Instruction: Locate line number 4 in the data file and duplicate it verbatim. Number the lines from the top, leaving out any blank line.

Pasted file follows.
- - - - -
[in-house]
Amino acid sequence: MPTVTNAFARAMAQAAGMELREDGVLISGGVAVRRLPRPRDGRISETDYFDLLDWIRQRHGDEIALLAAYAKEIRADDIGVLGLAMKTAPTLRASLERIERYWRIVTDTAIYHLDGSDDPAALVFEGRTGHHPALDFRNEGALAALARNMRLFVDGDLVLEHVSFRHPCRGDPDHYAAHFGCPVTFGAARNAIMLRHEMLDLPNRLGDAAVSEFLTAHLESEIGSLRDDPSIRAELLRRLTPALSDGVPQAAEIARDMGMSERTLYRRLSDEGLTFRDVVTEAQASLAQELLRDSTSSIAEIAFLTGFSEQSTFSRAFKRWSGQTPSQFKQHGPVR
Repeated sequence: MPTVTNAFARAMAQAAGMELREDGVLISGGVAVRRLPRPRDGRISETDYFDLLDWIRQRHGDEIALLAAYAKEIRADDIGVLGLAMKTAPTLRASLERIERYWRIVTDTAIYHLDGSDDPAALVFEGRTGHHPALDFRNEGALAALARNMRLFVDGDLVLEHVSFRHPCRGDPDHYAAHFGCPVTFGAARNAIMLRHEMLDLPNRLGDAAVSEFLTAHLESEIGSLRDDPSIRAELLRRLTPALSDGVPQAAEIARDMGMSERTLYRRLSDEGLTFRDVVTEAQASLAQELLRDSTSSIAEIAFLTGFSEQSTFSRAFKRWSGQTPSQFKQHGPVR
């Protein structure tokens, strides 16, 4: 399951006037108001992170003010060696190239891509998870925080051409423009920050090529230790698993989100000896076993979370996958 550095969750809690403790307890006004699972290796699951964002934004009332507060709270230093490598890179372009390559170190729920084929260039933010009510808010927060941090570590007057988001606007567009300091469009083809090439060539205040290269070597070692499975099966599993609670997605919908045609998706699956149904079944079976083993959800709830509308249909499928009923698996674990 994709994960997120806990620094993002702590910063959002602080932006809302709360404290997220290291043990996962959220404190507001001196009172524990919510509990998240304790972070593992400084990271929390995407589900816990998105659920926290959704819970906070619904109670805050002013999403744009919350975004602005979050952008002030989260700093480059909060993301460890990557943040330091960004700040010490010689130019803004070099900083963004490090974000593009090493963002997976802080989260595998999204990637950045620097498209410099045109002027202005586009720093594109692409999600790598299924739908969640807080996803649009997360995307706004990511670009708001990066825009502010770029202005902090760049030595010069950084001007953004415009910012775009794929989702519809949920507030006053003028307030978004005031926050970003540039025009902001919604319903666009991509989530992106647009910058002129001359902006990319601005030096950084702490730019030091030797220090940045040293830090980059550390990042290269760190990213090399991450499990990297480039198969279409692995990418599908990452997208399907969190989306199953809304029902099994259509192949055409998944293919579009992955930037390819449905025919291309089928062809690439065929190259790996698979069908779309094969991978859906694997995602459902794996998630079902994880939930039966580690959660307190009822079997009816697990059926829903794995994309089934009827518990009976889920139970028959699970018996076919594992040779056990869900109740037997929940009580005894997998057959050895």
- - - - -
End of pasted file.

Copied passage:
């Protein structure tokens, strides 16, 4: 399951006037108001992170003010060696190239891509998870925080051409423009920050090529230790698993989100000896076993979370996958 550095969750809690403790307890006004699972290796699951964002934004009332507060709270230093490598890179372009390559170190729920084929260039933010009510808010927060941090570590007057988001606007567009300091469009083809090439060539205040290269070597070692499975099966599993609670997605919908045609998706699956149904079944079976083993959800709830509308249909499928009923698996674990 994709994960997120806990620094993002702590910063959002602080932006809302709360404290997220290291043990996962959220404190507001001196009172524990919510509990998240304790972070593992400084990271929390995407589900816990998105659920926290959704819970906070619904109670805050002013999403744009919350975004602005979050952008002030989260700093480059909060993301460890990557943040330091960004700040010490010689130019803004070099900083963004490090974000593009090493963002997976802080989260595998999204990637950045620097498209410099045109002027202005586009720093594109692409999600790598299924739908969640807080996803649009997360995307706004990511670009708001990066825009502010770029202005902090760049030595010069950084001007953004415009910012775009794929989702519809949920507030006053003028307030978004005031926050970003540039025009902001919604319903666009991509989530992106647009910058002129001359902006990319601005030096950084702490730019030091030797220090940045040293830090980059550390990042290269760190990213090399991450499990990297480039198969279409692995990418599908990452997208399907969190989306199953809304029902099994259509192949055409998944293919579009992955930037390819449905025919291309089928062809690439065929190259790996698979069908779309094969991978859906694997995602459902794996998630079902994880939930039966580690959660307190009822079997009816697990059926829903794995994309089934009827518990009976889920139970028959699970018996076919594992040779056990869900109740037997929940009580005894997998057959050895």